the falcon and the winter soldier clips

(Welcome to The Soapbox, the space where we get loud, feisty, political, and opinionated about anything and everything.)

Over the last few years, an incredibly, disturbingly common refrain has arisen from the cast and crew working on a slew of big new TV series, from Big Little Lies to Stranger Things – “It’s really a 6-hour movie”. (Feel free to fill in a larger number to account for shows that have eight or nine episodes per season instead of six.) The war of film and television feels especially foolish to fight as we wind down from a pandemic that kept so many of us away from movie theaters, essentially turning everything into television whether it was intended that way or not.

Marvel’s latest show for Disney+, The Falcon and the Winter Soldier, is no different, with star Anthony Mackie saying that the show would be like “a six- or eight-hour movie” last summer, and director Kari Skogland emphasizing it again during an interview with /Film. Leave aside any amount of eye-rolling you might muster at seeing that comment again. Maybe a six-hour Falcon movie appeals to you. That appeal would be more intriguing if Disney+ was treating The Falcon and the Winter Soldier like a movie, instead of…well, a weekly television show.

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wandavision finale

(Welcome to The Soapbox, the space where we get loud, feisty, political, and opinionated about anything and everything.)

WandaVision, in a word, is about grief.

You’re probably well-aware of this if you’ve spent any time at all following the week-to-week conversation surrounding the popular series, with social media downright inundated with this truism. That’s not to say it’s an inaccurate claim, to be clear, as even the most casual viewer could likely anticipate that Wanda Maximoff (Elizabeth Olsen) losing Vision (Paul Bettany) in Avengers: Infinity War would somehow figure into this idiosyncratic blend of superheroes and sitcom pastiche. If anything, that so much of the audience was on the same page about the show’s overarching theme only reinforces the notion that the writing team was telling precisely the story that needed to be told.

This post contains spoilers for WandaVision and its finale.

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WandaVision and the Mandalorian

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This post contains spoilers for The Mandalorian and the latest episode of WandaVision.

For better or worse, the debuts of The Mandalorian and WandaVision on Disney+ within just 14 months of each other represent something of a game-changer in this Streaming Era. Amid so many different shows all competing for the same spotlight in a post-Game of Thrones vacuum, here comes the unstoppable might of Disney’s Star Wars and Marvel brands to break through the clutter of our current “Peak TV” reality. Achieving pop culture relevance as these two shows have is no small feat, to be sure, but it’s even more notable to do so while expanding from dominating cinemas to taking over our living rooms on a weekly basis.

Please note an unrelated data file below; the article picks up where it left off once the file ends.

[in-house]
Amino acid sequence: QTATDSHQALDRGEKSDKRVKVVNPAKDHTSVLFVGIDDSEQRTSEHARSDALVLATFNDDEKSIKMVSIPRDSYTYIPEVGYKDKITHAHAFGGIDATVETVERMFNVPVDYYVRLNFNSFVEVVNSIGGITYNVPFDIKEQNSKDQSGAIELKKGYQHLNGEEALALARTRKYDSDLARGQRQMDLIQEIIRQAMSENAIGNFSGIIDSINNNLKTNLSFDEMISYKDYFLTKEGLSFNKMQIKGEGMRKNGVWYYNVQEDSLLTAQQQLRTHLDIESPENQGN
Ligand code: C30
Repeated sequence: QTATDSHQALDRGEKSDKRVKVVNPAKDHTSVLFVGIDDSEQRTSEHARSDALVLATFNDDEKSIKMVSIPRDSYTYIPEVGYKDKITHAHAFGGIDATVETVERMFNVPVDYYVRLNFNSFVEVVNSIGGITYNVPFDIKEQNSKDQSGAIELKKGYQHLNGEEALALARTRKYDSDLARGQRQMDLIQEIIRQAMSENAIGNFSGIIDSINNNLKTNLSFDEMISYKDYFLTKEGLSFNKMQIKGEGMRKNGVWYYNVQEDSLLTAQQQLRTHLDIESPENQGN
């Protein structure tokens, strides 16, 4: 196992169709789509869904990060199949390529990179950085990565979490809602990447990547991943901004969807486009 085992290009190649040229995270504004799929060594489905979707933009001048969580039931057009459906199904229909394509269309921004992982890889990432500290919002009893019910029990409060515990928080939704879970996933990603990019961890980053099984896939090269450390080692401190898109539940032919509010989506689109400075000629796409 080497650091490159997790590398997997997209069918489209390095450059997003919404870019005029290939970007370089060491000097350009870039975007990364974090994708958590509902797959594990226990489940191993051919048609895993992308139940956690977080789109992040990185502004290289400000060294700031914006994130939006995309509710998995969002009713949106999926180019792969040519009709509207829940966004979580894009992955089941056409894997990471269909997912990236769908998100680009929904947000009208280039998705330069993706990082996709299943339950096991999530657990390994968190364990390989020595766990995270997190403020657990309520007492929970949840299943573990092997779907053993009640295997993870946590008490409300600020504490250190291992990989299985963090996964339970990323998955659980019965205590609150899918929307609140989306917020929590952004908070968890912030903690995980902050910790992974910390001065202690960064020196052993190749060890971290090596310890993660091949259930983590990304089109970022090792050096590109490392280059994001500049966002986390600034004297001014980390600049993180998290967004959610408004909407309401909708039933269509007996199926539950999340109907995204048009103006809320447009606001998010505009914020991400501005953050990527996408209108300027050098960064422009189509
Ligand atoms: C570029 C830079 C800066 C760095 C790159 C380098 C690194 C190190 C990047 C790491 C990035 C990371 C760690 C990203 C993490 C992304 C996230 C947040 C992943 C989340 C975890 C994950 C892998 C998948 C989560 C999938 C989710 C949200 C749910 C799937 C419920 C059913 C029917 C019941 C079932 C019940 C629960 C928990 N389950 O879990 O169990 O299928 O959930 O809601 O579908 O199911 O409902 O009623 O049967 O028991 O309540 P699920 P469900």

Because of these factors, it’s difficult to compartmentalize one smash-hit series from the other – as divergent as their goals and intentions may be – when evaluating the ripple effect they both will have (and have already had) on the trajectory of their respective franchises… and most significantly, on how we as viewers engage with them. Weirdly enough, the stories of a lone bounty hunter looking after his orphan sidekick and a grief-stricken superhero cocooning herself in a television fantasy have become a bellwether for studying the volatile dynamic between pop culture entertainment and audiences on a large scale.

Nowhere is this more apparent than in the many eerie similarities between these two shows: from misplaced complaints about “filler episodes” throughout both seasons of The Mandalorian and the first few episodes of WandaVision, to their gradual prioritization of shared universe connections over self-contained narratives.

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(Welcome to The Soapbox, the space where we get loud, feisty, political, and opinionated about anything and everything.)

When I looked at my top 10 list this year, something jumped out at me: half the movies I picked were documentaries. That may be in part a reality of supply in 2020 as many high-profile narrative films opted to delay … and delay … and delay their releases. Documentaries, which have enjoyed a renaissance over the past decade thanks to newfound demand on streaming platforms, were more than willing to help make up what was lost in both quantity and quality.

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(Welcome to The Soapbox, the space where we get loud, feisty, political, and opinionated about anything and everything.)

Hearing the gentle opening notes of Johnny Mandel’s folk anthem “Suicide is Painless” transports a person back to the Korean War and the combat medics of the 4077th.

As the pandemic crushes spirits and keeps people home longer and longer thanks to the bungled response of our elected leaders, I sought somewhere—anywhere—to be. And the place I landed was M*A*S*H. The show has been part of the cultural consciousness for so long, its ubiquity is taken for granted. I know I took it for granted, at least. It was just always around. I’d watched episodes as a child with my grandfather, who watched it whenever it was on TV. By the time I was aware of it, it was long over, but the reruns are still going strong.